Middle Ages








wedding dresses

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Costume examples from our workshop



Period: around 1440

This giornea (outer garment for men during the Italian Renaissance) has been made of opulent silk lampas for an English reenactment group. Besides contemporary drawings we used paintings by Fra Angelico as models. The front and the back of the giornea cascade down in ...

Renaissance Doublet Period: around 1400, Italy

This fencing jacket of the Italian Renaissance has been custom-made for a reenactment group from England. As a basis for our creations served Pandolfo Malatesta III's doublet (1370-1427), whose fragments are on exhibition in the museum Civico of Fano (Italy).
It was discovered in 1995 during a grave find, but its extensive restoration lasted until 2009.
Based on the exhibited original cuttings and numerous paintings we...



Period: around 1450

We designed this giornea (outer garment for men during the Italian Renaissance) made of heavy velvet and precious silk brocade for an English reenactment group.
Drawings from Marco Zoppo's sketchbook (1433-1478) served as a basis for this creation.
The front and the back of the giornea cascade down in tubular pleats, which are ...



Period: around 1500, Italy

In what follows we present you several historic designs of the Italian Renaissance. The underlying basic pattern features a raised waistline; a close-fitting bodice; slim two-piece over sleeves, which are laced on over wide, bouffant lower sleeves; and an ...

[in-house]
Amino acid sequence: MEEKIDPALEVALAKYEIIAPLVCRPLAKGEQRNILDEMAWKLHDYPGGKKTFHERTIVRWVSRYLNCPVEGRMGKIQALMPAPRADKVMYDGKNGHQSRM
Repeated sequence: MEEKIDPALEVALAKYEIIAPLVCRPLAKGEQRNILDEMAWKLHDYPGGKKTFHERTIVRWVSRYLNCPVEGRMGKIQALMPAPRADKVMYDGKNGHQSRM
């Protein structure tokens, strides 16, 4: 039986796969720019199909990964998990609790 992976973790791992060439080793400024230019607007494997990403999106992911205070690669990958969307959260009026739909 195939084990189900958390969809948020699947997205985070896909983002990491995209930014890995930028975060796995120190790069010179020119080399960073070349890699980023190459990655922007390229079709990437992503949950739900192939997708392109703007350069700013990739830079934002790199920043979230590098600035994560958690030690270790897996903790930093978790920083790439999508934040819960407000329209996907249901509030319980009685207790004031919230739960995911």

Period: 1440, Italy

This doublet of the early Italian Renaissance was inspired by Domenico Veneziano's painting "Adoration of the Magi". This has been commissioned work for a member of the Vienna dance ensemble for historical dance.
Typical of the Quattrocento is the unique tubular pleating that cascades down from the chest to the silk-trimmed hem. The bouffant upper sleeves are equipped with slashes at the front and ...


Renaissance-Kostüm vorn

Period: 15th century, Italy

We crafted this Renaissance dress for an opus premiere on 11. July 2007 by Karlheinz Stockhausen. The robe was part of the KLANG [sound] cycle that divides the day into 24 sounds and colors. It represented the fifth hour and we were asked to precisely use the color HKS 50 K Blue.

For the creation we used ...


Renaissance-Kostüm Hl. Cäcilia

Period: around 1510, Italy

Rapheal's "The Ecstasy of St. Cecilia" from around 1510 served us as model for this Renaissance ladies' suit; Cecilia is the patroness of musicians and music.
The undergarment is made of gold-colored silk, while the hem is edged with antique-golden silk. The ornamented silk of the outer garment assimilates flawlessly with the color of ...